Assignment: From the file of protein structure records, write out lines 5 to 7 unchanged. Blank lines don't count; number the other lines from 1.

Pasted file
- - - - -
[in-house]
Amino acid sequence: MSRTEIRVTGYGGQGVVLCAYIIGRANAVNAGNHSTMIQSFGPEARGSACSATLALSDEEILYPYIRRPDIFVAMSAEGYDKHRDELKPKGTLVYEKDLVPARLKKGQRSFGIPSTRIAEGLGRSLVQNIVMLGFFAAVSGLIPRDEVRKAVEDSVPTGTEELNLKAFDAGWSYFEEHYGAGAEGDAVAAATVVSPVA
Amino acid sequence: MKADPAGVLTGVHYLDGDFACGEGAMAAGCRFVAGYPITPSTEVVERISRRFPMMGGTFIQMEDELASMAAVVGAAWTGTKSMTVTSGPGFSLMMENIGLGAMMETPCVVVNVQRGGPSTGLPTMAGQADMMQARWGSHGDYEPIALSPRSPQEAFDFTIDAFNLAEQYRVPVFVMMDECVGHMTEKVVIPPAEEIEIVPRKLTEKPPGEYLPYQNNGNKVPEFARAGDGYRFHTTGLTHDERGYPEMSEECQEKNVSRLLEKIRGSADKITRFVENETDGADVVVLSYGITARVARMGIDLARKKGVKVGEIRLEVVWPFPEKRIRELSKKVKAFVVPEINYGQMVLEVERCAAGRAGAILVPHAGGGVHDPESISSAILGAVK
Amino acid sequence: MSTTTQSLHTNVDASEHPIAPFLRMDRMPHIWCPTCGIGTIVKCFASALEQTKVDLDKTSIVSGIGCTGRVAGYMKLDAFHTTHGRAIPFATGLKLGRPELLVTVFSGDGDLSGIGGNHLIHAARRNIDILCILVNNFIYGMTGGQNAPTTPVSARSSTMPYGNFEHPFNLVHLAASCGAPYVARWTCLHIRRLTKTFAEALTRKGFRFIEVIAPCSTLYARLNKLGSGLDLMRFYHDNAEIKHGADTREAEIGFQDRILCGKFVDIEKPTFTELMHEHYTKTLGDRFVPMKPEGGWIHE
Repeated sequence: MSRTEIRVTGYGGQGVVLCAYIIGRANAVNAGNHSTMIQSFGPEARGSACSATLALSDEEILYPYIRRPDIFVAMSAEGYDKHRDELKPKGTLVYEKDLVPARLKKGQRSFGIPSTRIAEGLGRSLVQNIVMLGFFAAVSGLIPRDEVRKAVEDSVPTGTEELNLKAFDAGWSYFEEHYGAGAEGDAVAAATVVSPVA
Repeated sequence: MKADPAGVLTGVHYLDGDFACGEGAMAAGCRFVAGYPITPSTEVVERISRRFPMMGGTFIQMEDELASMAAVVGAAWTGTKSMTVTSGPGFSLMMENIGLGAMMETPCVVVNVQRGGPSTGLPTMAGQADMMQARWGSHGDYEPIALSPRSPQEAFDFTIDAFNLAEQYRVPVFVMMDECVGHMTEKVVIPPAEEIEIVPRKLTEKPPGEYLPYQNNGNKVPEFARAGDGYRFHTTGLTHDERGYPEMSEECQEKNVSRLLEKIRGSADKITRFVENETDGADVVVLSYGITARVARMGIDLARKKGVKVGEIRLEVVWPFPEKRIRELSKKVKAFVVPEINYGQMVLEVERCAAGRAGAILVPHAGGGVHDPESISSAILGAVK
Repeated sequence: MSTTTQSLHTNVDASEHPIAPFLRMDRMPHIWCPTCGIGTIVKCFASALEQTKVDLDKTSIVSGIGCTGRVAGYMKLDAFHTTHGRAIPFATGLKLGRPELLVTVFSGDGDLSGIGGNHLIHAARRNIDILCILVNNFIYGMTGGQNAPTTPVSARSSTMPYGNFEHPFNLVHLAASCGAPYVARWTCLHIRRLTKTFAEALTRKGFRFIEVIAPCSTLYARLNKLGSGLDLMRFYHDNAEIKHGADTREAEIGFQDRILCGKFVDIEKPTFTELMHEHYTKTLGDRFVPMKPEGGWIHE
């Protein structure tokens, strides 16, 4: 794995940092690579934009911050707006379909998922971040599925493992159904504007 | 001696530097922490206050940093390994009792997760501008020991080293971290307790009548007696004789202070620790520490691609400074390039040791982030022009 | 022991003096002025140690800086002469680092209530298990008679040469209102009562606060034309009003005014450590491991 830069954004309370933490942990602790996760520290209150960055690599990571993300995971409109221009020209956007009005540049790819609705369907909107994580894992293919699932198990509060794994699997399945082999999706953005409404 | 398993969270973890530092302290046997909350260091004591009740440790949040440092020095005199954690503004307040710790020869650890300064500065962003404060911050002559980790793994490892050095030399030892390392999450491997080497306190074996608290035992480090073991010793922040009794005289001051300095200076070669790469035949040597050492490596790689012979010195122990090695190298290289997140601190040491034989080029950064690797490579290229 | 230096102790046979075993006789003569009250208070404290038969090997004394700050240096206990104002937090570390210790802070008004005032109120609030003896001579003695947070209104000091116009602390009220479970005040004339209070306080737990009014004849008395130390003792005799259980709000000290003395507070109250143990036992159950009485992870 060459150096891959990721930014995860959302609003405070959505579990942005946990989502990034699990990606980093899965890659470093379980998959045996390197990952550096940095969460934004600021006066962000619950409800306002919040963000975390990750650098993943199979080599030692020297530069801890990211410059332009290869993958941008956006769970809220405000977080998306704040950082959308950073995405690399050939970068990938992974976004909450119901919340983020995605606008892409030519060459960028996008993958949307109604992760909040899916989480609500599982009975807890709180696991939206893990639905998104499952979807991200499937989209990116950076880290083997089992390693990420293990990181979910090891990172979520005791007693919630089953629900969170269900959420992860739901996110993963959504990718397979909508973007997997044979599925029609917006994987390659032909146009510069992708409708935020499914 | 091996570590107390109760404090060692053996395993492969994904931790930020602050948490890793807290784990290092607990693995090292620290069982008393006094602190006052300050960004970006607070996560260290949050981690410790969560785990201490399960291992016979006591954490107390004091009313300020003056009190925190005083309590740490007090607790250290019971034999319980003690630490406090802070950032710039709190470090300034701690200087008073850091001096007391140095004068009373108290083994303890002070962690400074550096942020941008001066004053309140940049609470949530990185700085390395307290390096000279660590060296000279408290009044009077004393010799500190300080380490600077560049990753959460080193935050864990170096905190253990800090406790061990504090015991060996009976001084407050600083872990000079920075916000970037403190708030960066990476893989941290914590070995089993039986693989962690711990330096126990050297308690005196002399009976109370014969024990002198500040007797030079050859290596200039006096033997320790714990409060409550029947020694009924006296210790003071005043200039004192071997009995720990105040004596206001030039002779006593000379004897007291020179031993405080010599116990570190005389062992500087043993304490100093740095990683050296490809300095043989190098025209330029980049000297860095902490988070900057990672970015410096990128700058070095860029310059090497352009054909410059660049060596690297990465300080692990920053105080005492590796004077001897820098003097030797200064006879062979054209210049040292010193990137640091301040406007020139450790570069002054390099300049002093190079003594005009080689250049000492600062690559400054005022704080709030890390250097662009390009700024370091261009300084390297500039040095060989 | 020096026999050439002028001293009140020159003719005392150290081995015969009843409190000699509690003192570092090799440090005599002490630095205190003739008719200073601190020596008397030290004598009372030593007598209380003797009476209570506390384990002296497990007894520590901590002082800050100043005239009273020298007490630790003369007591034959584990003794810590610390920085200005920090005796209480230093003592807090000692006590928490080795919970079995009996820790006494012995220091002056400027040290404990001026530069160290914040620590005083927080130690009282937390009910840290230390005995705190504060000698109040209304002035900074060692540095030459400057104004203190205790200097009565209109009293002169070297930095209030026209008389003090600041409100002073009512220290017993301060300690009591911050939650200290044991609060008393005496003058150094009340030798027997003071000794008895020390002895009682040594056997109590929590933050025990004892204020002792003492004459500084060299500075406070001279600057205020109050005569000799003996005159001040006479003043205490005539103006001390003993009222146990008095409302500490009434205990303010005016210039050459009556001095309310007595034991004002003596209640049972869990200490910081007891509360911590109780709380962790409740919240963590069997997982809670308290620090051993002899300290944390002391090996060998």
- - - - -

Repeated sequence: MSRTEIRVTGYGGQGVVLCAYIIGRANAVNAGNHSTMIQSFGPEARGSACSATLALSDEEILYPYIRRPDIFVAMSAEGYDKHRDELKPKGTLVYEKDLVPARLKKGQRSFGIPSTRIAEGLGRSLVQNIVMLGFFAAVSGLIPRDEVRKAVEDSVPTGTEELNLKAFDAGWSYFEEHYGAGAEGDAVAAATVVSPVA
Repeated sequence: MKADPAGVLTGVHYLDGDFACGEGAMAAGCRFVAGYPITPSTEVVERISRRFPMMGGTFIQMEDELASMAAVVGAAWTGTKSMTVTSGPGFSLMMENIGLGAMMETPCVVVNVQRGGPSTGLPTMAGQADMMQARWGSHGDYEPIALSPRSPQEAFDFTIDAFNLAEQYRVPVFVMMDECVGHMTEKVVIPPAEEIEIVPRKLTEKPPGEYLPYQNNGNKVPEFARAGDGYRFHTTGLTHDERGYPEMSEECQEKNVSRLLEKIRGSADKITRFVENETDGADVVVLSYGITARVARMGIDLARKKGVKVGEIRLEVVWPFPEKRIRELSKKVKAFVVPEINYGQMVLEVERCAAGRAGAILVPHAGGGVHDPESISSAILGAVK
Repeated sequence: MSTTTQSLHTNVDASEHPIAPFLRMDRMPHIWCPTCGIGTIVKCFASALEQTKVDLDKTSIVSGIGCTGRVAGYMKLDAFHTTHGRAIPFATGLKLGRPELLVTVFSGDGDLSGIGGNHLIHAARRNIDILCILVNNFIYGMTGGQNAPTTPVSARSSTMPYGNFEHPFNLVHLAASCGAPYVARWTCLHIRRLTKTFAEALTRKGFRFIEVIAPCSTLYARLNKLGSGLDLMRFYHDNAEIKHGADTREAEIGFQDRILCGKFVDIEKPTFTELMHEHYTKTLGDRFVPMKPEGGWIHE